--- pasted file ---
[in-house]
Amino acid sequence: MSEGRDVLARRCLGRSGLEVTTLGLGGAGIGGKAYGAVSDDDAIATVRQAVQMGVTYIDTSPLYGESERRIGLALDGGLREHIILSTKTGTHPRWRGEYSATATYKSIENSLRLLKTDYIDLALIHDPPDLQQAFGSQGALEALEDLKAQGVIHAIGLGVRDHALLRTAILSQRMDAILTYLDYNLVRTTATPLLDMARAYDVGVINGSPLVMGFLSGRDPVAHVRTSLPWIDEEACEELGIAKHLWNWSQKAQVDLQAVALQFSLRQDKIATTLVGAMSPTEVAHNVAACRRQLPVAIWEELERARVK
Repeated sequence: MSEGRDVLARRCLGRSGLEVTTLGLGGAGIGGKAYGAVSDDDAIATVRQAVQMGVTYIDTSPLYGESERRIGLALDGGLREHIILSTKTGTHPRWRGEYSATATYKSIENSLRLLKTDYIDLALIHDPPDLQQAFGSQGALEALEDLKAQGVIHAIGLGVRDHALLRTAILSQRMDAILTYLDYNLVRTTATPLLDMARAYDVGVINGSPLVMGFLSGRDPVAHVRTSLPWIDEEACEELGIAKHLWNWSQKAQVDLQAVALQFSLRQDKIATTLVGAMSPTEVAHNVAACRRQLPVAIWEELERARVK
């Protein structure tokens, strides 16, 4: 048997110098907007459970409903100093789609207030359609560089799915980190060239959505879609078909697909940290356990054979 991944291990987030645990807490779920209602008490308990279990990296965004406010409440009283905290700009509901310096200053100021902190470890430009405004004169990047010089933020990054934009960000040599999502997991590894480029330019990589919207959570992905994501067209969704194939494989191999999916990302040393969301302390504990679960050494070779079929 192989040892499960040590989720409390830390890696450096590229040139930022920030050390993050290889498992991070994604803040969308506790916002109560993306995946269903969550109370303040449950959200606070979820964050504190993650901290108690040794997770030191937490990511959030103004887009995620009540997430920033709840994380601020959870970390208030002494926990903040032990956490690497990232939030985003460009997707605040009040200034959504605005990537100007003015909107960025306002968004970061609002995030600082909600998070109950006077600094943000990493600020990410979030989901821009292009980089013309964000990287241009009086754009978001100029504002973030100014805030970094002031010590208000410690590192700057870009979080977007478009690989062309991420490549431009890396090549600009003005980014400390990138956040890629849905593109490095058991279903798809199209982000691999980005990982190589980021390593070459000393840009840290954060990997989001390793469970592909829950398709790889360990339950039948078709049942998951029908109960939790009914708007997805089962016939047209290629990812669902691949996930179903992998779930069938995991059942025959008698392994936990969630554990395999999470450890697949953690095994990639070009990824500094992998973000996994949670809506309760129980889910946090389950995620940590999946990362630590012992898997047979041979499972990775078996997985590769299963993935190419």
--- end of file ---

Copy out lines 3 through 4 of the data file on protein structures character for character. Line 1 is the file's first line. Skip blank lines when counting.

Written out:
Repeated sequence: MSEGRDVLARRCLGRSGLEVTTLGLGGAGIGGKAYGAVSDDDAIATVRQAVQMGVTYIDTSPLYGESERRIGLALDGGLREHIILSTKTGTHPRWRGEYSATATYKSIENSLRLLKTDYIDLALIHDPPDLQQAFGSQGALEALEDLKAQGVIHAIGLGVRDHALLRTAILSQRMDAILTYLDYNLVRTTATPLLDMARAYDVGVINGSPLVMGFLSGRDPVAHVRTSLPWIDEEACEELGIAKHLWNWSQKAQVDLQAVALQFSLRQDKIATTLVGAMSPTEVAHNVAACRRQLPVAIWEELERARVK
């Protein structure tokens, strides 16, 4: 048997110098907007459970409903100093789609207030359609560089799915980190060239959505879609078909697909940290356990054979 991944291990987030645990807490779920209602008490308990279990990296965004406010409440009283905290700009509901310096200053100021902190470890430009405004004169990047010089933020990054934009960000040599999502997991590894480029330019990589919207959570992905994501067209969704194939494989191999999916990302040393969301302390504990679960050494070779079929 192989040892499960040590989720409390830390890696450096590229040139930022920030050390993050290889498992991070994604803040969308506790916002109560993306995946269903969550109370303040449950959200606070979820964050504190993650901290108690040794997770030191937490990511959030103004887009995620009540997430920033709840994380601020959870970390208030002494926990903040032990956490690497990232939030985003460009997707605040009040200034959504605005990537100007003015909107960025306002968004970061609002995030600082909600998070109950006077600094943000990493600020990410979030989901821009292009980089013309964000990287241009009086754009978001100029504002973030100014805030970094002031010590208000410690590192700057870009979080977007478009690989062309991420490549431009890396090549600009003005980014400390990138956040890629849905593109490095058991279903798809199209982000691999980005990982190589980021390593070459000393840009840290954060990997989001390793469970592909829950398709790889360990339950039948078709049942998951029908109960939790009914708007997805089962016939047209290629990812669902691949996930179903992998779930069938995991059942025959008698392994936990969630554990395999999470450890697949953690095994990639070009990824500094992998973000996994949670809506309760129980889910946090389950995620940590999946990362630590012992898997047979041979499972990775078996997985590769299963993935190419």